Evicted: Poverty and Profit in the American City

Matthew Desmond
Star Rating
Reviewer's Rating
Apr 1, 2016

In this work of non-fiction, Matthew Desmond, a Harvard sociologist, takes us to Milwaukee where we become intimately engaged in the lives of eight impoverished families. Among these families are both renters and landlords, both points of view are represented. I’m not a huge fan of non-fiction, but this book reads like a novel, while also providing significant background information regarding the laws around food stamps, eviction processes, and the inaccessibility of resources for some of our cities’ most impoverished residents. 

I encourage readers to continue on to the section at the end entitled “About This Project,” where Desmond discusses his in-depth research techniques, and how he spent over a year of his life living with these residents to gain their trust and get first-hand knowledge of what they face each day. By getting to know these families intimately, we get a feel for how their poverty brings about bad habits that keep them in desperate situations. I think Evicted is an extremely worthwhile read, and an important book on an often overlooked topic.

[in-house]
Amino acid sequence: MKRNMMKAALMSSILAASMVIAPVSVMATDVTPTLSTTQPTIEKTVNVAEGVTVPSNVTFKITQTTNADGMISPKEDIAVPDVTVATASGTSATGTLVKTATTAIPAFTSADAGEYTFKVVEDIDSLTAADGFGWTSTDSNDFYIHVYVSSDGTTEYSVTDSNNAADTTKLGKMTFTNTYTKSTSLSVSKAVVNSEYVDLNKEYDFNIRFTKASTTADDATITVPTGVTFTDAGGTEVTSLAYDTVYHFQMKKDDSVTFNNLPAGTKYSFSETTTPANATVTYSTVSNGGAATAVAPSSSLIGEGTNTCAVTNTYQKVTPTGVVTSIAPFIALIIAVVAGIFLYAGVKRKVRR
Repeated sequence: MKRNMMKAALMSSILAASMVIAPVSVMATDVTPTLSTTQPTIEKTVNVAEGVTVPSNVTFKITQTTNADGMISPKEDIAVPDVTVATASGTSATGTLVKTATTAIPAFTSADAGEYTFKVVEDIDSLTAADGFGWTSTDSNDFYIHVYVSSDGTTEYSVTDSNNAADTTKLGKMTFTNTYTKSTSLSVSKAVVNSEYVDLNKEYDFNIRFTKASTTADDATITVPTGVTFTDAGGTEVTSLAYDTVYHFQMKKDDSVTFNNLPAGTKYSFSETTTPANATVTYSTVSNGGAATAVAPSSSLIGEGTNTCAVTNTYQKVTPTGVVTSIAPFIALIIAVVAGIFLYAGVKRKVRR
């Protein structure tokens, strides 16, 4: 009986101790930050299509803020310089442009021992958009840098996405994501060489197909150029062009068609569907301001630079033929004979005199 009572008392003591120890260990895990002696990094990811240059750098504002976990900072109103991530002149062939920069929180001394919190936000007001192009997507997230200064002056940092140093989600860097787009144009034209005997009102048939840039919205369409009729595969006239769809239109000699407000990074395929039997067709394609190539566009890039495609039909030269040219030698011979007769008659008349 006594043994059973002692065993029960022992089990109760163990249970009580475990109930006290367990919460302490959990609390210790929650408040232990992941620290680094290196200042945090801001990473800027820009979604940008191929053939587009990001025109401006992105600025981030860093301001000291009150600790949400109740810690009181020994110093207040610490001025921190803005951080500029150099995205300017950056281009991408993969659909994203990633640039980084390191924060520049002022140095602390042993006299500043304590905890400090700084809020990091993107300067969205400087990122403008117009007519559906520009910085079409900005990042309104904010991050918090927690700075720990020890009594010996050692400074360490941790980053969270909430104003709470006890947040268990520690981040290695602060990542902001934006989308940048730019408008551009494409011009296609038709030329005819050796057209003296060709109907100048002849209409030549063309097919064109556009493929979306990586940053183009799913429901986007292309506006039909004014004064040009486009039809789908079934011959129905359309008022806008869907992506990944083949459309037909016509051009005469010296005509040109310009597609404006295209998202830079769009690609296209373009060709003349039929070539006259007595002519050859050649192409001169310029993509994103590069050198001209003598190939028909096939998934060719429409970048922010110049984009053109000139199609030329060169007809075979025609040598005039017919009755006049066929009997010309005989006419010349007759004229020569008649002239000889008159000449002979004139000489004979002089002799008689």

Reviewed by Colleen O.
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